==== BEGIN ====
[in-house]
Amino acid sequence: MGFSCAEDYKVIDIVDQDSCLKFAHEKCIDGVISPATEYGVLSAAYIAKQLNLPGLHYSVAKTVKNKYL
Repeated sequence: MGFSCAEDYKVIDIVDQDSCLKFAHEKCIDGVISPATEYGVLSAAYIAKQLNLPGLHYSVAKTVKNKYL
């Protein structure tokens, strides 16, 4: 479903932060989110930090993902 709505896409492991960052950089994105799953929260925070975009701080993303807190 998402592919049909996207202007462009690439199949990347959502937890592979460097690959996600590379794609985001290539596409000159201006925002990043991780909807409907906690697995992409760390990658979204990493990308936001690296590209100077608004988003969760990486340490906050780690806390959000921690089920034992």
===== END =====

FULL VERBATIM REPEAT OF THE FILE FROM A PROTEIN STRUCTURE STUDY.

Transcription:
[in-house]
Amino acid sequence: MGFSCAEDYKVIDIVDQDSCLKFAHEKCIDGVISPATEYGVLSAAYIAKQLNLPGLHYSVAKTVKNKYL
Repeated sequence: MGFSCAEDYKVIDIVDQDSCLKFAHEKCIDGVISPATEYGVLSAAYIAKQLNLPGLHYSVAKTVKNKYL
């Protein structure tokens, strides 16, 4: 479903932060989110930090993902 709505896409492991960052950089994105799953929260925070975009701080993303807190 998402592919049909996207202007462009690439199949990347959502937890592979460097690959996600590379794609985001290539596409000159201006925002990043991780909807409907906690697995992409760390990658979204990493990308936001690296590209100077608004988003969760990486340490906050780690806390959000921690089920034992």